If you're just interested in the episode list, you can jump to it here.
Every year on Christmas Eve, my family found ourselves without any plans. Being Jewish, we had no particular family events to attend so we usually spent the day on or around the couch. My dad's proclivity for black & white films and/or murder mysteries lead to the yearly exploration of the many adaptations of Sherlock Holmes.
There have been a few versions released recently, mostly notably Guy Ritchie's Sherlock Holmes, BBC's Sherlock, and CBS's Elementary. Each have their merits and "the best" has been widely discussed, but I wanted to take some time this holiday season to shed some light on what may be my favorite adaptation: season one of Elementary.
Adapting Holmes is a tricky thing- he's a well known character and most people have preconceived notions about how he and his compatriots should act and dress. Elementary helps differentiate itself via the bold statement of gender bending some of the main characters. Most notably, Lucy Liu's Dr Joan Watson provides a breath of fresh air to the time-hallowed duo. Mrs. Hudson's guest appearance finds her to be a drag queen, furthering its goal of a new experience.
Elementary doesn't shy from the idea that Sherlock is an addict, making it a core character trait instead of hinting at it like the BBC version does. Watson is initially hired as Sherlock's sober companion and their (wonderfully non-sexual) relationship grows throughout the run of the show. This and other choices (such as kink as a recurring theme) help season one feel unique among both other adaptations and the rest of the show itself. If we're being honest, later seasons saw the show's quality lose the consistency of the first season, but that shouldn't detract from the way you enjoy the strength of Elementary's freshman outing.
Adherence to the industry standard of a 24-episode season means that there are some episodes in the season that are largely skippable. If your TV queue is as packed as mine, I've taken the liberty of picking the 13 episodes you need to watch to get the core experience. Watching these will give you the slim, focused experience of one of the greatest storytelling efforts I've seen on network TV.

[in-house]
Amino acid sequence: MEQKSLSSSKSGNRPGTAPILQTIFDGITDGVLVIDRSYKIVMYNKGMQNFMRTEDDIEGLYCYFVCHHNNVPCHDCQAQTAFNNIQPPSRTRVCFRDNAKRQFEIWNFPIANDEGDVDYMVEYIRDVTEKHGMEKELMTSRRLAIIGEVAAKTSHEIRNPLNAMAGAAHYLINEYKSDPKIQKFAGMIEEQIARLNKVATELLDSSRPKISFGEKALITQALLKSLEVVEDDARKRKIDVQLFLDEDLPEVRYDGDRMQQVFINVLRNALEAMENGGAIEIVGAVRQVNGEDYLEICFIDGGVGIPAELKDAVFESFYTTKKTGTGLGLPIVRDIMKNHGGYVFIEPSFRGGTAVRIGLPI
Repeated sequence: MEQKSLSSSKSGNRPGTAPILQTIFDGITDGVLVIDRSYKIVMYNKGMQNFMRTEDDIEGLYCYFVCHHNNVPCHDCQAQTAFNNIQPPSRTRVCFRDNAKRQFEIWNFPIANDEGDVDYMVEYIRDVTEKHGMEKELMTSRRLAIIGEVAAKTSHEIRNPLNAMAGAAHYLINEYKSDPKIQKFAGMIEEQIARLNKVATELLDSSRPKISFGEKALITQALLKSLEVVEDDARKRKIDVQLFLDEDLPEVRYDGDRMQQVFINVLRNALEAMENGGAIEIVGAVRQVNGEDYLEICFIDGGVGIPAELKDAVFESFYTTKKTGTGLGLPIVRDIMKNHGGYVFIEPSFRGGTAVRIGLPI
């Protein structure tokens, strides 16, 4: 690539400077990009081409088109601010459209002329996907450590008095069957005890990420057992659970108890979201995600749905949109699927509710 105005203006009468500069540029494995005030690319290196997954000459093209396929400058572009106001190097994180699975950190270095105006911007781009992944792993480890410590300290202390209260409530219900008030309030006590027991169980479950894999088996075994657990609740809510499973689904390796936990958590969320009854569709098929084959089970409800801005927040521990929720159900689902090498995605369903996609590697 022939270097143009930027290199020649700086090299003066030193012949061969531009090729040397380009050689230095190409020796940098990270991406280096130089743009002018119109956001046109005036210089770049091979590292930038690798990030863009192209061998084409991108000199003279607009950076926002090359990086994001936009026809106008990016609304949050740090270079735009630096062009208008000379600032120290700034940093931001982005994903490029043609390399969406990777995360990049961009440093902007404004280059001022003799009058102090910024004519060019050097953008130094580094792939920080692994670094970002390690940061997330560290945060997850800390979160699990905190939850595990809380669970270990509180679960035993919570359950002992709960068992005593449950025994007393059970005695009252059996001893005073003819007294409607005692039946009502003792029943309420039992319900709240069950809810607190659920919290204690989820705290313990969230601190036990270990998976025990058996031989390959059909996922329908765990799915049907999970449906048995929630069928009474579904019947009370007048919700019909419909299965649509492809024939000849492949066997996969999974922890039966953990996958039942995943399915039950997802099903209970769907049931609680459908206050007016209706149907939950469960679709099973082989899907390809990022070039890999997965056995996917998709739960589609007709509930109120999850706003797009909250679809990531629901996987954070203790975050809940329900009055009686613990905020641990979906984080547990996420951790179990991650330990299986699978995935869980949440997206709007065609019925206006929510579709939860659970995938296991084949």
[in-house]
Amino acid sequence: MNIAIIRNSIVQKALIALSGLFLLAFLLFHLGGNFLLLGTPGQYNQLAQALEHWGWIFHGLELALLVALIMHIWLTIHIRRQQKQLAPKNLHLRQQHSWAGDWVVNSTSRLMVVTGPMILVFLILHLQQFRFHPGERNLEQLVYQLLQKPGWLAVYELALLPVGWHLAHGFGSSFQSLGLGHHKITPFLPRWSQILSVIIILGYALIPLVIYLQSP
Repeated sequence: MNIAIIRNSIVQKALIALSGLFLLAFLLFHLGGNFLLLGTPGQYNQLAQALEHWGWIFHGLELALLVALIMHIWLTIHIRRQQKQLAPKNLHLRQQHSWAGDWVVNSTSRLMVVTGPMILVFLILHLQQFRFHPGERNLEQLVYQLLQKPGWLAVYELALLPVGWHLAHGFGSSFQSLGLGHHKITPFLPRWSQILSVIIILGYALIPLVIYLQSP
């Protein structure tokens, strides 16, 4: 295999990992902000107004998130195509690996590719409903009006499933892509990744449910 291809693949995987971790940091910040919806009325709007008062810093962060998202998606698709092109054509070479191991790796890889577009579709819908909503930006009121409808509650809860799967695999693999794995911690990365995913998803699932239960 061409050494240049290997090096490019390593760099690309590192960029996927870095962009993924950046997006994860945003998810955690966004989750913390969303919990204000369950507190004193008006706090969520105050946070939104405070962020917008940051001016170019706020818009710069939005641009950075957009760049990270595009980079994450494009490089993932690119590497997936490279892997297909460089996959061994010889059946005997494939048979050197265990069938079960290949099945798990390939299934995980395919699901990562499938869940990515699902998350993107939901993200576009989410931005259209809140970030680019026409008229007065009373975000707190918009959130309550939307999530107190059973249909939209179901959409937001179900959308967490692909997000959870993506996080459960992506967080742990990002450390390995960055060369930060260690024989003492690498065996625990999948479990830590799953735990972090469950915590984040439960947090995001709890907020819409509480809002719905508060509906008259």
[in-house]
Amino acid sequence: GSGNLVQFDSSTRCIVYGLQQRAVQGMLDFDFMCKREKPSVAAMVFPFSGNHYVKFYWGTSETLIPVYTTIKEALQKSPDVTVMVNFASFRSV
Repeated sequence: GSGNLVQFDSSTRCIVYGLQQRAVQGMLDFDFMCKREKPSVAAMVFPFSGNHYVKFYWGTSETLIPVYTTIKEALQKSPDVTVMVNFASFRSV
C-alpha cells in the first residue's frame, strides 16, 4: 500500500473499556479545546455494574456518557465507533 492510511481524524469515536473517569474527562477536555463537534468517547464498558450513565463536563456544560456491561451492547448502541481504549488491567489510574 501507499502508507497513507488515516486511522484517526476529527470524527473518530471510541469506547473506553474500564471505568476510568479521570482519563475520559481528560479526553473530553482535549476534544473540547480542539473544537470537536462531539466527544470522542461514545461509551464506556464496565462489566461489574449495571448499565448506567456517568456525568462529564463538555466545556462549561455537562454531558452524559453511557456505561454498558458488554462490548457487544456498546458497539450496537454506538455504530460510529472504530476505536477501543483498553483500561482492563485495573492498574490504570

Episode 01 (Pilot)
The first episode tackles the challenging task of re-introducing a classic set of characters. It takes care to emphasize some of Sherlock's less orthodox hobbies and posture him as a new take on an old idea.
Episode 03 (Child Predator)
This episode helps set the expectation that the show doesn't stray from the gruesome or surprising.
Episode 06 (Flight Risk)
Besides a great plot, this episode adds some characterization to Sherlock's past.
Episode 12 (M)
Here we begin the tie in to the main arc for the season (with a great guest star). Every good story needs a villain...
Episode 13 (The Red Team)
One of my favorite plots, The Red Team considers the implications of society-ending catastrophes and the people that dream them up.
Episode 14 (The Deductionist)
When Holmes crosses paths with a profiler, his abilities and psychosis are brought into question.
Episode 15 (A Giant Gun, Filled with Drugs)
Sherlock is confronted with his life as an addict when an old dealer (played by great guest star John Hannah) comes into his life.
Episode 17 (Possibility Two)
Not content with being the eternal sidekick, Joan's skills as a detective develop.
Episode 19 (Snow Angels)
Snow Day episode where the heroes interact with their community. Everything feels different, which is fun.
Episode 21 (A Landmark Story) and 22 (Risk Management)
Sherlock fights for information about his past. These episodes pair well together and serve as a build-up to the finale.
Episodes 23 (The Woman) and 24 (Heroine)
I'm not being sarcastic when I say this is one of my favorite finales in all of television. The characters are tested and must prevail in a grueling emotional episode. Enjoy it!
Each episode was selected for a combination of its writing, relevance to the season's arc, and overall originality. Rather than go through synopses of each episodes, I'll let them speak for themselves. These 13 hours solidify Elementary's case as one of the finest Holmes adaptations and are well worth your time. Regardless of what you watch this holiday season, I hope it brings you joy!